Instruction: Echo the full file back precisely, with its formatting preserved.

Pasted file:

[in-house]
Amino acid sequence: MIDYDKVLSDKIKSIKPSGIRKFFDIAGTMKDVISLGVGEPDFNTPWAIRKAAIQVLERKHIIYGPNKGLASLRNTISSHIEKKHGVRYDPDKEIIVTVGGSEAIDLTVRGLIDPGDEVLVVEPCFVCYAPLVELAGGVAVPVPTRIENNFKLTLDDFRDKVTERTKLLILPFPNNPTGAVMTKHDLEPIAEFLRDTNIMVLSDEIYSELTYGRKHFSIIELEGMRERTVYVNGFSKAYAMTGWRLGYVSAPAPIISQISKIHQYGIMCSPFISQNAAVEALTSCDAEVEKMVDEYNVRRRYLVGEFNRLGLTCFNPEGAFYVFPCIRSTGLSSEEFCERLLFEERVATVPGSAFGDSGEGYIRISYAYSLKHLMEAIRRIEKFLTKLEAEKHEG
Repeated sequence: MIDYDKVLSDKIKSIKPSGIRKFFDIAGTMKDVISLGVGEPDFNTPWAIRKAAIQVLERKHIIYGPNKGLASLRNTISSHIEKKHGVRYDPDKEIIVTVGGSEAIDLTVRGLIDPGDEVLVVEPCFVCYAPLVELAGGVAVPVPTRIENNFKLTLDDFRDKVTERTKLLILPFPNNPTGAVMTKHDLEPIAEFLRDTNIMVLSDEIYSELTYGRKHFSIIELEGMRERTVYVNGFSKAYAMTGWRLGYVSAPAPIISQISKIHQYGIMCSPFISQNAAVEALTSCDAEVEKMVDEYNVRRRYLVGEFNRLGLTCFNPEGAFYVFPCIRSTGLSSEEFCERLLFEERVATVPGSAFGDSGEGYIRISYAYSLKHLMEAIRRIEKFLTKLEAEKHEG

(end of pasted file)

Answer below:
[in-house]
Amino acid sequence: MIDYDKVLSDKIKSIKPSGIRKFFDIAGTMKDVISLGVGEPDFNTPWAIRKAAIQVLERKHIIYGPNKGLASLRNTISSHIEKKHGVRYDPDKEIIVTVGGSEAIDLTVRGLIDPGDEVLVVEPCFVCYAPLVELAGGVAVPVPTRIENNFKLTLDDFRDKVTERTKLLILPFPNNPTGAVMTKHDLEPIAEFLRDTNIMVLSDEIYSELTYGRKHFSIIELEGMRERTVYVNGFSKAYAMTGWRLGYVSAPAPIISQISKIHQYGIMCSPFISQNAAVEALTSCDAEVEKMVDEYNVRRRYLVGEFNRLGLTCFNPEGAFYVFPCIRSTGLSSEEFCERLLFEERVATVPGSAFGDSGEGYIRISYAYSLKHLMEAIRRIEKFLTKLEAEKHEG
Repeated sequence: MIDYDKVLSDKIKSIKPSGIRKFFDIAGTMKDVISLGVGEPDFNTPWAIRKAAIQVLERKHIIYGPNKGLASLRNTISSHIEKKHGVRYDPDKEIIVTVGGSEAIDLTVRGLIDPGDEVLVVEPCFVCYAPLVELAGGVAVPVPTRIENNFKLTLDDFRDKVTERTKLLILPFPNNPTGAVMTKHDLEPIAEFLRDTNIMVLSDEIYSELTYGRKHFSIIELEGMRERTVYVNGFSKAYAMTGWRLGYVSAPAPIISQISKIHQYGIMCSPFISQNAAVEALTSCDAEVEKMVDEYNVRRRYLVGEFNRLGLTCFNPEGAFYVFPCIRSTGLSSEEFCERLLFEERVATVPGSAFGDSGEGYIRISYAYSLKHLMEAIRRIEKFLTKLEAEKHEG